Welcome to day 17 of the bigmouthmedia SEO Advent Calendar. You can read day 16 here.
When devising your 2012 marketing strategy, will you opt for pay-per-click (PPC) or SEO? The answer should be both. A Google study which looks at how the number of organic clicks changes when paid adverts are also used reports that over 89% of the adverts clicks are incremental.
Melanie Mitchell (Vice President of SEO/SEM at AOL) reports a 32% overall CTR increase and 420% increase in brand recall when using organic and PPC together.
In essence, users are more likely to convert if both SEO and PPC are used.
Marketing channels should never operate insularly – leverage the strength of each channel in order to achieve the best possible results. This includes creating a union between SEO and PPC efforts.
Strategy setting and sharing of data across disciplines should be an on-going process – users search habits are not stagnant and your digital marketing shouldn’t be either. So how can you make SEO and PPC work together I hear you ask? There are several ways in which you can ensure these two channels work together in perfect harmony.
Whether you manage your SEO and PPC in-house, use an agency to manage both or use a different agency for each, you should be sharing insights. This will help spot opportunities and avoid ineffectual duplication.
The most obvious benefit of combining SEO and PPC efforts is added exposure on the search engine results pages (SERPs). Clients are often tempted to reduce PPC efforts once a search term ranks number one. However, it’s important to remember that the top two or three results on most SERPs are PPC ads. Dominating the organic and paid search results will greatly increase traffic, and give the impression that you’re an established presence in a particular market.
Using Search Query Data
PPC search query data can be assessed in order to discover keywords and terms which perform well for paid search, but not so well organically. Marketers can target these keywords within their SEO strategy, creating optimised content with the aim of ranking organically in the long term, at which point PPC spend can be reduced.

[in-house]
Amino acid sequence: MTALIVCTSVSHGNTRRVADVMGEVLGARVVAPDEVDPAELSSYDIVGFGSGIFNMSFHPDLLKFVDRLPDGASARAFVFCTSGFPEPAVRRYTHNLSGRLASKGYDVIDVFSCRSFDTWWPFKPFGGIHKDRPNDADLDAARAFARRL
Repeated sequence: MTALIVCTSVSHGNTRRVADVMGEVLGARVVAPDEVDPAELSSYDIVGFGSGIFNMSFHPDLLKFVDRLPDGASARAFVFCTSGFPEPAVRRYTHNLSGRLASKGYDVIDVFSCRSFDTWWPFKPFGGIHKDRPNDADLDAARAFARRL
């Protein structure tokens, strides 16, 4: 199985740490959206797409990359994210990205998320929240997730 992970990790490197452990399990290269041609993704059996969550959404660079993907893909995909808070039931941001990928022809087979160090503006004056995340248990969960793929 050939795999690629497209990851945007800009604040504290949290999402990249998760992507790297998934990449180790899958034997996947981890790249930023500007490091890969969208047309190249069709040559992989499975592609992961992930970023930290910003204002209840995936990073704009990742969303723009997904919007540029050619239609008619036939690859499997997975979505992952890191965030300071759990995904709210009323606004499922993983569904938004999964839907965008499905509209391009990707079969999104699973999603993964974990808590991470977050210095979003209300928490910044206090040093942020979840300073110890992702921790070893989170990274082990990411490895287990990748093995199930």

Adjusting PPC spend on keywords which perform well organically and targeting PPC spend where SEO is weaker allows you to make the most of your budget.
Monitoring existing visibility within search and PPC and maintaining an element of flexibility within your marketing planning allows you to reduce PPC spend for terms which perform well organically and increase for terms which do not perform as well in the natural search space.
Analysing your Landing Pages
Are there certain landing pages which perform well for organic conversion? Think about adapting these and using them as the destination for PPC campaigns. A high quality landing page can help quality score and reduce bounces, so use these to shape your PPC strategy.
The same rule applies to ad copy: if there are messages which perform particularly well on paid advertising landing pages, consider whether they could be integrated into site optimisation and vice versa.
Building a digital Keyword Strategy
PPC and SEO insights can be used to shape your keyword strategy. Broad terms tend to be difficult to target organically whilst long tail terms generate fewer, but more relevant, visits. Depending on objectives and budget, you can use PPC to target broad terms whilst pursuing longer tailed terms via SEO efforts. Feed this knowledge into your marketing strategy and use PPC and SEO to support each other.
Short term and long term planning
SEO can generate great results for your site but must not be viewed as a short term strategy. Achieving the results you want within the organic search space requires time and effort. PPC on the other hand can achieve instantaneous results (depending on how much budget you have to spend of course).